Divorce from Bed and Board

In addition to Absolute Divorce, there is another type of “divorce” action in North Carolina called a Divorce from Bed and Board, however this term is a bit misleading since it is not truly a divorce but rather the equivalent of a legal separation. A legal separation does not break the bonds of matrimony between the spouses, and the parties may not remarry during this time, however a Divorce from Bed and Board may entitle a spouse to obtain post-separation support, alimony, property division, child custody, and/or child support.

Unlike an Absolute divorce, a Divorce from Bed and Board is fault-based, meaning that the injured party must establish grounds for the legal separation. Some examples of fault-based grounds for a Divorce from Bed and Board are abandonment, cruel or barbarous treatment, adultery, and excessive use of alcohol or drugs so as to render the condition of the other spouse intolerable and the life of that spouse burdensome.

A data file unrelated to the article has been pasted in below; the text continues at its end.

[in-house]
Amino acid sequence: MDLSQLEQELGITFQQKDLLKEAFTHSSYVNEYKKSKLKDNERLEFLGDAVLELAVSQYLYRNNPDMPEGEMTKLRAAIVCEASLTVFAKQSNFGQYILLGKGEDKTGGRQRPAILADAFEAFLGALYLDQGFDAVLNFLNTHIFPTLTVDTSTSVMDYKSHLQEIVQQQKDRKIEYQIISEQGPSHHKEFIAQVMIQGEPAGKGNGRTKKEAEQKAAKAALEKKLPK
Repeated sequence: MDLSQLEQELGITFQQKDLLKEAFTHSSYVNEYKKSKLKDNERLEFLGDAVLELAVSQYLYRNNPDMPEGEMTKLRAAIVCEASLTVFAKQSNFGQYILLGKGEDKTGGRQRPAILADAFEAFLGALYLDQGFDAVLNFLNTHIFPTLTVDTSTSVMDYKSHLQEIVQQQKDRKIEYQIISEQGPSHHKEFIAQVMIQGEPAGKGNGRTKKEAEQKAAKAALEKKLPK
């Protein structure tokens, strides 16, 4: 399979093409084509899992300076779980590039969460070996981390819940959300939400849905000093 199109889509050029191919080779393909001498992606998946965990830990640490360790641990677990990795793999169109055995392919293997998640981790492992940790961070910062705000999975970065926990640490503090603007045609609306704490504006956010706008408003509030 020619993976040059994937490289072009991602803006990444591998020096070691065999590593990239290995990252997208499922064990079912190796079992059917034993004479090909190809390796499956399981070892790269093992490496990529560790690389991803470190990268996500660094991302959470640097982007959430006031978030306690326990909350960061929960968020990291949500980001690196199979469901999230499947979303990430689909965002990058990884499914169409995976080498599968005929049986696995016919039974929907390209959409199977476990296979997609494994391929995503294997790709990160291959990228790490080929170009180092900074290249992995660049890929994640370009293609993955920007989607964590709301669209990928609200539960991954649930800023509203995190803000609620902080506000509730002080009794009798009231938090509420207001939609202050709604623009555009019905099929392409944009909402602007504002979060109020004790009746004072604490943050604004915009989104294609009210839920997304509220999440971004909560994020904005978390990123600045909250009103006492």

In addition, there is no requirement that a spouse move out of the marital home in order to institute an action for Divorce from Bed and Board.